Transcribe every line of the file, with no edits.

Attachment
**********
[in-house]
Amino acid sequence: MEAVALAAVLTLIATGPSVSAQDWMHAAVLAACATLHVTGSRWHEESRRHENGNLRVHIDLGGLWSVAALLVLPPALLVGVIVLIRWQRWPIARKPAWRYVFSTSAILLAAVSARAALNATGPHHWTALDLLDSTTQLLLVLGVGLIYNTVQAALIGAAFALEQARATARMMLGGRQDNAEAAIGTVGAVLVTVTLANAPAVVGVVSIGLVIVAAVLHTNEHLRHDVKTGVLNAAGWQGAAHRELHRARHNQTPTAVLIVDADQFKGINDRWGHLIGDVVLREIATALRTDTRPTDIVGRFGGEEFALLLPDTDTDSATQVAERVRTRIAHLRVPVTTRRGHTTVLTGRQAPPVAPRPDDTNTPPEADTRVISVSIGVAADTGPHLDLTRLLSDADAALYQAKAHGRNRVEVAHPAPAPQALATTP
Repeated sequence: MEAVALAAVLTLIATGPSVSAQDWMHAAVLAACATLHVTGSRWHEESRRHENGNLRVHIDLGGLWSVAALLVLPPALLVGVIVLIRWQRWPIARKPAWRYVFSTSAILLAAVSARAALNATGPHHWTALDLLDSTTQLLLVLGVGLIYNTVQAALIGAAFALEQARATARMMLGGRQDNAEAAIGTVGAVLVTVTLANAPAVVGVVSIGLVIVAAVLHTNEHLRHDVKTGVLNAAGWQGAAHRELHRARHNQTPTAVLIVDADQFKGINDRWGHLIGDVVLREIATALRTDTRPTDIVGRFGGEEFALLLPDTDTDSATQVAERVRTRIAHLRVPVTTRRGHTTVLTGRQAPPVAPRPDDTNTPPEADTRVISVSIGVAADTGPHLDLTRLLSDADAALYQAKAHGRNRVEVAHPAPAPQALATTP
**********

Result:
[in-house]
Amino acid sequence: MEAVALAAVLTLIATGPSVSAQDWMHAAVLAACATLHVTGSRWHEESRRHENGNLRVHIDLGGLWSVAALLVLPPALLVGVIVLIRWQRWPIARKPAWRYVFSTSAILLAAVSARAALNATGPHHWTALDLLDSTTQLLLVLGVGLIYNTVQAALIGAAFALEQARATARMMLGGRQDNAEAAIGTVGAVLVTVTLANAPAVVGVVSIGLVIVAAVLHTNEHLRHDVKTGVLNAAGWQGAAHRELHRARHNQTPTAVLIVDADQFKGINDRWGHLIGDVVLREIATALRTDTRPTDIVGRFGGEEFALLLPDTDTDSATQVAERVRTRIAHLRVPVTTRRGHTTVLTGRQAPPVAPRPDDTNTPPEADTRVISVSIGVAADTGPHLDLTRLLSDADAALYQAKAHGRNRVEVAHPAPAPQALATTP
Repeated sequence: MEAVALAAVLTLIATGPSVSAQDWMHAAVLAACATLHVTGSRWHEESRRHENGNLRVHIDLGGLWSVAALLVLPPALLVGVIVLIRWQRWPIARKPAWRYVFSTSAILLAAVSARAALNATGPHHWTALDLLDSTTQLLLVLGVGLIYNTVQAALIGAAFALEQARATARMMLGGRQDNAEAAIGTVGAVLVTVTLANAPAVVGVVSIGLVIVAAVLHTNEHLRHDVKTGVLNAAGWQGAAHRELHRARHNQTPTAVLIVDADQFKGINDRWGHLIGDVVLREIATALRTDTRPTDIVGRFGGEEFALLLPDTDTDSATQVAERVRTRIAHLRVPVTTRRGHTTVLTGRQAPPVAPRPDDTNTPPEADTRVISVSIGVAADTGPHLDLTRLLSDADAALYQAKAHGRNRVEVAHPAPAPQALATTP